My only question would be, where did Bender and Odegard get their information about the German Vehicle Recognition Drapes for their self-published book? It was published in 1980, and it is my understanding that the only contemporary (1945 era) sources we have that mention any German Vehicle Recognition Drapes indicate only a very brief use of the swastika type. (Bender and Odegard's cited source actually only mention the swastika-type drape) The Balkan Cross version has yet to be historically documented, and began to appear in numbers on the American market in the late 1990s and early 2000s, along with a whole rash of claims of "my grandfather" bringing it home to America "after" the war. All one can safely say at present is if they were manufactured in the 1940s, they were never distributed in large numbers before the war's end. I have seen a post-war picture taken during the years of the Allied occupation of Germany that does show a Balkan Cross flag, but it dates from 1945 or later. One interesting suggestion made is that the originals had been warehoused, and Allied occupation troops found them and brought them home as souvenirs.
Pete Loeser, 27 December 2009

Image from Flag Forum, 17 July 2010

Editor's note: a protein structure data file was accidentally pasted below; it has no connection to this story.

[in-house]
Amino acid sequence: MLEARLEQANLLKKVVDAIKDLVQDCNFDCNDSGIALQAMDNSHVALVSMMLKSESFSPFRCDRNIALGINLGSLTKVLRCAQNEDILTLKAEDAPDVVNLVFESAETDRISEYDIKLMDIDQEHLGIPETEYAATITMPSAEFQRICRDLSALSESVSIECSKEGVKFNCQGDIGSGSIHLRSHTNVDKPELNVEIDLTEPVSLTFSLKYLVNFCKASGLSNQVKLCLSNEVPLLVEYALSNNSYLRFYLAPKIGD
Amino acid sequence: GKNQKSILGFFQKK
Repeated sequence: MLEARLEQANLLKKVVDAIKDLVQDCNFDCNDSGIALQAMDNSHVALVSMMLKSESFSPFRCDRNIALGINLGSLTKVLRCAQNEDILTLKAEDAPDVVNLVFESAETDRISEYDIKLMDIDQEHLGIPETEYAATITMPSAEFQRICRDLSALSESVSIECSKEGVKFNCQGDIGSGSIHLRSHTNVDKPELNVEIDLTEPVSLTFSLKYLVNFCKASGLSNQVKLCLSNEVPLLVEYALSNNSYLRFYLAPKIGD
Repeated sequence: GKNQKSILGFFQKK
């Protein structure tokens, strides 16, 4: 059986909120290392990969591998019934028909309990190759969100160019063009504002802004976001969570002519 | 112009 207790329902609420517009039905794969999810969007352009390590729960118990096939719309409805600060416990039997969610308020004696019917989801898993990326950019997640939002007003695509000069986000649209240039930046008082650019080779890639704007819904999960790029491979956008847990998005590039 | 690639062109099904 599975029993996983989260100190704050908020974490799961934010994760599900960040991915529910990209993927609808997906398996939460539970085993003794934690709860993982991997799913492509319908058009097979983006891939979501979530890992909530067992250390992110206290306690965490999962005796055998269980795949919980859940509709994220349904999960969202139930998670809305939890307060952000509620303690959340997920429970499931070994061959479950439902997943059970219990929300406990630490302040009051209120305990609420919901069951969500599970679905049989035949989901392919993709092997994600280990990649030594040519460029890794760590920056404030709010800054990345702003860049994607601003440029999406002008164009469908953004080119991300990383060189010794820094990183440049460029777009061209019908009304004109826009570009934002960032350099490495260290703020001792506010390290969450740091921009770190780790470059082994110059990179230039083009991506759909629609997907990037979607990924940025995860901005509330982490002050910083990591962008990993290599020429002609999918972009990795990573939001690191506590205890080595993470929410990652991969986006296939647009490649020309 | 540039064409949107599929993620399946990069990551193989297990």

They say a picture is sometimes worth a thousand words. Marcus Wendel posted this picture on the Flag Forum on July 17, 2010. It is a photo taken in January of 1944 on the German Eastern Front. Note the drape on the top of the tank. This photo is from page 41 of "SS Armor On The Eastern Front 1943-1945" by Velimir Vuksic. So we now have a picture of it being used.
Pete Loeser, 18 August 2010

Please note that this cross has nothing to do with "Balkan" - the mountain range and peninsula in SE Europe, but it is a "Balkenkreutz" - a beam cross.
Željko Heimer, 20 August 2010

Yes, indeed, it is misnamed. As Željko Heimer correctly points out it has nothing to do with the "Balkans." The correct name would be something like "Balkenkreuz," which means that the cross consists of two "Balken," the German word for bars or "balks." The name Balken Cross (meaning two Balks crossed) came from attempts to come up with an English translation, and unfortunately has become commonly used for this symbol. This is the problem faced in attempting direct translations.
Pete Loeser, 21 August 2010

We (the Editors, that is) are presently debating the inclusion of this term into the DoV, and the latest suggestion is that the definition should go (uniquely) under the German term ("balkenkreuz") as being the most used, with both the correct (now possibly including both "bars" and "balks" as well as "beams") and incorrect translations referred to it? The final decision has not yet been made, and can of course, be altered depending upon future usage.
Christopher Southworth, 21 August 2010

     Well, Balkan Cross seems to be the most common. But I'm also not sure about the definition. Quite often, there's again a black "fimbration" to the white, for lack of a better word. Though sometimes the white shows even if the background is not white, in other cases the primary cross is just accompanied by that secondary fimbration, on whatever the field colour might be. And some planes had the colours the other way around: White cross and secondary lines on darker background. I'd say it's not so much a specific fimbration and colour as the line thus accompanying the edge of the cross.